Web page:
The good news is that there are some very simple and easy steps you can start making a habit of following, regardless of pandemic circumstances. We’ve compiled below best practises from our Code8 Burlington Arcade boutique and   Colour Maestro Ana Lazovski, who is available to answer any further questions at [email protected].

Storage and Hygiene

Discard any old makeup you’ve had for more than 30 months

Be ruthless and learn that there is power in getting rid of clutter and downsizing your makeup bag. This is how Code8 started with the idea of a smartly edited range, with multitasking products you will use over and over again and deplete within months: 5Secs express colour sticks which go on lips, cheeks and eyes, Blush Mood Reflecting Palette which you can use on your eyes as well. 

Say goodbye to your bathroom sink and invest in a nice storage tray, acrylic drawers or a fancy cosmetics pouch to store your makeup in a cool dry place, most likely your bedroom vanity table.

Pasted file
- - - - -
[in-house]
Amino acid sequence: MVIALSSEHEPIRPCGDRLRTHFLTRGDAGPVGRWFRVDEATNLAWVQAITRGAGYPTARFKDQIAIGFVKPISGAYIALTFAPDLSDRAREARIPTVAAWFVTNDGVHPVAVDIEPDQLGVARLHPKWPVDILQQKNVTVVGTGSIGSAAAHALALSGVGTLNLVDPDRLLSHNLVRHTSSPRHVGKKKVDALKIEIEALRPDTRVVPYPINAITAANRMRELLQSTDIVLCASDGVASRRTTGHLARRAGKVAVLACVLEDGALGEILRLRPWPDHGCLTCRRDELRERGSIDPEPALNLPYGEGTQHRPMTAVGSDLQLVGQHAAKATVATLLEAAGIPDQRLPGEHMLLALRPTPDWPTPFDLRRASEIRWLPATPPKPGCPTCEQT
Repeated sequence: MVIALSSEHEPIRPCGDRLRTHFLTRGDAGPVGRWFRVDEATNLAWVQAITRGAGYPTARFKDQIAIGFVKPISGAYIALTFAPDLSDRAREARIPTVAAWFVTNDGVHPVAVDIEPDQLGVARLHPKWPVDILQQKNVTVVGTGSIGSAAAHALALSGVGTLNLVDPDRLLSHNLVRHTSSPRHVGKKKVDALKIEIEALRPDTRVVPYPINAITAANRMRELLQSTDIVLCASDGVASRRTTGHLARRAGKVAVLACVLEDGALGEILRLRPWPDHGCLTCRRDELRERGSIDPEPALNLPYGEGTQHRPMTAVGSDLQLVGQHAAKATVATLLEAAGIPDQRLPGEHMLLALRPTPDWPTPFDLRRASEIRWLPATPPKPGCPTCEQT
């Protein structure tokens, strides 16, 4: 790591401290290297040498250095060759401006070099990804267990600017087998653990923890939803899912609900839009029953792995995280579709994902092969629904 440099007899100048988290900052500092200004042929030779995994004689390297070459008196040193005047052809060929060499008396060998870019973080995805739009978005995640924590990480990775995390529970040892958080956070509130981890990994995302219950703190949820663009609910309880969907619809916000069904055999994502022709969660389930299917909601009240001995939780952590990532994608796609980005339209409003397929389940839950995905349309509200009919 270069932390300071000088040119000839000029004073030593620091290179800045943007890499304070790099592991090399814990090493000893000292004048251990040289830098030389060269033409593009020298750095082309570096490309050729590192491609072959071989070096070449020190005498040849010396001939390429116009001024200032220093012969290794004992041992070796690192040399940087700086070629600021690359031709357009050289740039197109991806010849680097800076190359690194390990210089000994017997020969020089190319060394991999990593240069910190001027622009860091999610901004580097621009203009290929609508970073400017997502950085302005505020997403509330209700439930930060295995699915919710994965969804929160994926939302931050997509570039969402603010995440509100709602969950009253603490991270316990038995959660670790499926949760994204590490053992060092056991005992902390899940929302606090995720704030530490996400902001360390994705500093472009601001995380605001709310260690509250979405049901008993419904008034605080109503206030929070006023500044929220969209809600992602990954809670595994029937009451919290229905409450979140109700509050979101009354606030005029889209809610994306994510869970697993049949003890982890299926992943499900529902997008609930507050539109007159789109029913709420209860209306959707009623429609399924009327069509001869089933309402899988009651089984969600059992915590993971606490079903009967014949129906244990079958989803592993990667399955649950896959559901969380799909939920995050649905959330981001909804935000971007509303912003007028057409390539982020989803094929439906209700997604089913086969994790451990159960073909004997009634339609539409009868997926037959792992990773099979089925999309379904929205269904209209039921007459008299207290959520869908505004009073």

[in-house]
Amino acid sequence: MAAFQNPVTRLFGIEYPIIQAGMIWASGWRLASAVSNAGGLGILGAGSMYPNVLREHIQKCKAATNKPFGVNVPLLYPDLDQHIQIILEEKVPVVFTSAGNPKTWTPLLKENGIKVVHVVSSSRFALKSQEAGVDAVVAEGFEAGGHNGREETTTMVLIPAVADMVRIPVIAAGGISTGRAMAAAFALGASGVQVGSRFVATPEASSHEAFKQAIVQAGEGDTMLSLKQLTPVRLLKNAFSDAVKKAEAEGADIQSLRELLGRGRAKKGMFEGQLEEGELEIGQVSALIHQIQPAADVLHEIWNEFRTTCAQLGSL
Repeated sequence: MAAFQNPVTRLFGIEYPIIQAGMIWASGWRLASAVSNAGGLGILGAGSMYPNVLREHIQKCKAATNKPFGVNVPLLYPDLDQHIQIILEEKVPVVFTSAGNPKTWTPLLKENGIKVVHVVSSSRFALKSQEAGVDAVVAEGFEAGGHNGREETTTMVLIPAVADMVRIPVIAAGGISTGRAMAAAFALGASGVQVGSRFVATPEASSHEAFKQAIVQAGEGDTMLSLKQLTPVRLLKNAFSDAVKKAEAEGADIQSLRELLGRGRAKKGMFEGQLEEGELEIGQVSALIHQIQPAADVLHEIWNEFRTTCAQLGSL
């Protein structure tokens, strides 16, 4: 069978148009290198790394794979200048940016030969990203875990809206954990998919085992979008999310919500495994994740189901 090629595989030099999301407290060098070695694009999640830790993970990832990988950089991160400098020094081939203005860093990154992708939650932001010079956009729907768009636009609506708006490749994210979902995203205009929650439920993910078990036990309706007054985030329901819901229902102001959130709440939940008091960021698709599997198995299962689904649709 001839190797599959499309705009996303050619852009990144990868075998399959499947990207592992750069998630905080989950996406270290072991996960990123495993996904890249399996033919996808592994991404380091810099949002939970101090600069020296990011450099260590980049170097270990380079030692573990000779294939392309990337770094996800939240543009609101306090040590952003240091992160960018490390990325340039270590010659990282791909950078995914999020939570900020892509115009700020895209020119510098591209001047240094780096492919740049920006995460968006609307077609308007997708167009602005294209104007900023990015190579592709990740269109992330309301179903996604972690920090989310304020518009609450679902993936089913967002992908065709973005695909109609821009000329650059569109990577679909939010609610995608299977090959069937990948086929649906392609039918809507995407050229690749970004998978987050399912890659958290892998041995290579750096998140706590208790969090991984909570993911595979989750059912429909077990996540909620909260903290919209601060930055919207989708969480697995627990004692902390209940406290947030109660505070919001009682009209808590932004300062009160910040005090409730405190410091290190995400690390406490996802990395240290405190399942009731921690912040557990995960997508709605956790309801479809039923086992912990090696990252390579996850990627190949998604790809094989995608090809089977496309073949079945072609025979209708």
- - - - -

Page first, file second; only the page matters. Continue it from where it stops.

Flaunt your most loved lipstick cases or compacts in a clear see-through container or display inside a nice mirrored or marble tray for that extra design touch. We found a few ideas for you to glam up your dressing table with these shoppable links:

A phrase you’ve heard a lot lately: wash your hands before touching any of your makeup or your face to prevent transferring bacteria and germs from the palm of your hands and from underneath your nails.

Have the following bare essentials for perfect hygiene: disinfectant wipes such as Dettol surface cleaning wipes, facial tissue, cotton bud, dish-washing liquid or a brush cleaning liquid such as Emel brush soap, a regular soap bar and most important of all rubbing alcohol/ surgical spirit (minimum 60% alcohol volume) which you would pour into a spray bottle. A fact worth mentioning: 99% alcohol solutions may ruin some PVC and lacquered surfaces, therefore a 70% alcoholic solution is sufficient for the purpose of sanitising makeup.